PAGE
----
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5 Things the U.S. Military Got Right In Afghanistan

US Military Afghanistan
U.S. Army Pvt. Ryan Slade (left) fires an M240 machine gun as Spc. Cody Branam fires his M4 carbine during a situational training exercise at the Grafenwoehr Training Area in Grafenwoehr, Germany, on March 22, 2012. Both soldiers are assigned to India Company, 3rd Squadron, 2nd Cavalry Regiment. DoD photo by Gertrud Zach, U.S. Army. (Released)

The name, blame and shame game over the Taliban victory in Afghanistan is just getting started. Former and even some current government officials and senior military officers, members of Congress, think tank experts, and journalists are filling print and electronic media with their critiques of every decision made regarding the U.S. involvement in Afghanistan going back some twenty years. The fact that many of these same individuals were responsible for formulating or advocating some of these failed policies and strategies is apparently irrelevant.

There is a real danger that in the drive to find someone to blame, we will lose sight of the important lessons learned in the fight against the Taliban and other violent extremists in Afghanistan. This is what happened after Vietnam. It became a canon of U.S. national security policy that this country would never fight another protracted insurgency. Well, instead we fought two.

The U.S. military did a remarkable job projecting and sustaining forces half a world away and conducting military operations under the most pressing conditions. It pivoted from a focus on a high-tech fight against the Soviet Union to combatting the equivalent of a seventh-century insurgency. Now that the military is back to a focus on high-intensity warfare, particularly in the Indo-Pacific, it must be careful not to forget the lessons it has learned over the past 20 years.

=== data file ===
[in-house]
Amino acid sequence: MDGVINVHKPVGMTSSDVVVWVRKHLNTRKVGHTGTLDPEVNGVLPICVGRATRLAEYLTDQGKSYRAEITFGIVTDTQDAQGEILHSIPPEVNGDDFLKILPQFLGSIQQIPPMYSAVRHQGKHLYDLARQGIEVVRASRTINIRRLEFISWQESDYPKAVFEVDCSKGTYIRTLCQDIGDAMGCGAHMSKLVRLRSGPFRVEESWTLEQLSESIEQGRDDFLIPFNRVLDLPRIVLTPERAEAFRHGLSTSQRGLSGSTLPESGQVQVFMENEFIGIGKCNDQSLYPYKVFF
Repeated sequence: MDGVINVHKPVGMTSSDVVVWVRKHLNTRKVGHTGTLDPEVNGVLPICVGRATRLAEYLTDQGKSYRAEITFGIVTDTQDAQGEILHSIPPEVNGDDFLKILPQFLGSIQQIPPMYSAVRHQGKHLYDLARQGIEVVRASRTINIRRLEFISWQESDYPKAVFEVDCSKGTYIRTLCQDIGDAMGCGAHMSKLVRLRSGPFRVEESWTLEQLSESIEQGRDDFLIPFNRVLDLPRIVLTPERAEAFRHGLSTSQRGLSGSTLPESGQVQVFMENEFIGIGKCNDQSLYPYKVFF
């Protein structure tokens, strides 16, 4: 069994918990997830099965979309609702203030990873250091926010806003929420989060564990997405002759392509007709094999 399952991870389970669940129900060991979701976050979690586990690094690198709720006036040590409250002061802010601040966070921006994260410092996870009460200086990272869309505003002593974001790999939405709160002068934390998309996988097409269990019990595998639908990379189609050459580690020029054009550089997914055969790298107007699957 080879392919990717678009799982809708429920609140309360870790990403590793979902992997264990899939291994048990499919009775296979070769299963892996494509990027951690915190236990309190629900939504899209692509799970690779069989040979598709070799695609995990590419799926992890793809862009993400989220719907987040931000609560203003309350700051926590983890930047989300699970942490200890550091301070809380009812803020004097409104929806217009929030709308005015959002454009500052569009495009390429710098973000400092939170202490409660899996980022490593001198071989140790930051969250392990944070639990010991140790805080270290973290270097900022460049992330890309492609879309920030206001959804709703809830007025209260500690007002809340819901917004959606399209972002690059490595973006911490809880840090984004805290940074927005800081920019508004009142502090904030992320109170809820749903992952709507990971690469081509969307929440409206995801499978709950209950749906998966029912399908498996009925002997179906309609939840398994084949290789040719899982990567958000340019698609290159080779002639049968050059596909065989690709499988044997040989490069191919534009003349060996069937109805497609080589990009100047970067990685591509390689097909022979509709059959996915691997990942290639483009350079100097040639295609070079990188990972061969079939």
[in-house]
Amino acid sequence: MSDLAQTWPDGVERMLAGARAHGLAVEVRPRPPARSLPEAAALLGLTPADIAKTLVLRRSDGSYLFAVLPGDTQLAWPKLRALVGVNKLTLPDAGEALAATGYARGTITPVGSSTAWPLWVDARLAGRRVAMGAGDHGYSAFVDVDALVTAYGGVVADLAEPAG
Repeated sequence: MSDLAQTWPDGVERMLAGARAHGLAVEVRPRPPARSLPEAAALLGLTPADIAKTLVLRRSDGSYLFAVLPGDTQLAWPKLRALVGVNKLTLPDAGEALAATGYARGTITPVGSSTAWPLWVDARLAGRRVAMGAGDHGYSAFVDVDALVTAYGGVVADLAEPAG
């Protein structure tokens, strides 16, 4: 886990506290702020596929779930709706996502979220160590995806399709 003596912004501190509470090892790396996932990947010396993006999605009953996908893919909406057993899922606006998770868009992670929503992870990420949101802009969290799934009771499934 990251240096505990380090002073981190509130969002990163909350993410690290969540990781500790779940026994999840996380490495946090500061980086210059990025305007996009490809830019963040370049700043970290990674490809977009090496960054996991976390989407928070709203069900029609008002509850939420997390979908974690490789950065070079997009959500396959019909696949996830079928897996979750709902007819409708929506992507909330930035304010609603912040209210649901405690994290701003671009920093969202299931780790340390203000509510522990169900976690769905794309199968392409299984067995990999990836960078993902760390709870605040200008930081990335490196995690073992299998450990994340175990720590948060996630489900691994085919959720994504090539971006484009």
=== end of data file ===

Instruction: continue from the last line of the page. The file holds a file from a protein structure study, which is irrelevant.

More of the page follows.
What did the U.S. military get right in Afghanistan? At least five things.

First, it successfully adapted its airpower advantages to the demands of a conflict for which those forces were never designed. Airpower proved critical to the conduct of the war in Afghanistan from the start. A handful of Special Forces tasked with designating targets for U.S. fighters and bombers allowed a few thousand resistance fighters to topple the Taliban in a matter of days.

For the next twenty years, airpower continued to play a decisive role in support of both Coalition and Afghan forces. It is noteworthy that the withdrawal of that air support by the Biden administration over the summer coincided with the collapse of Afghan security forces.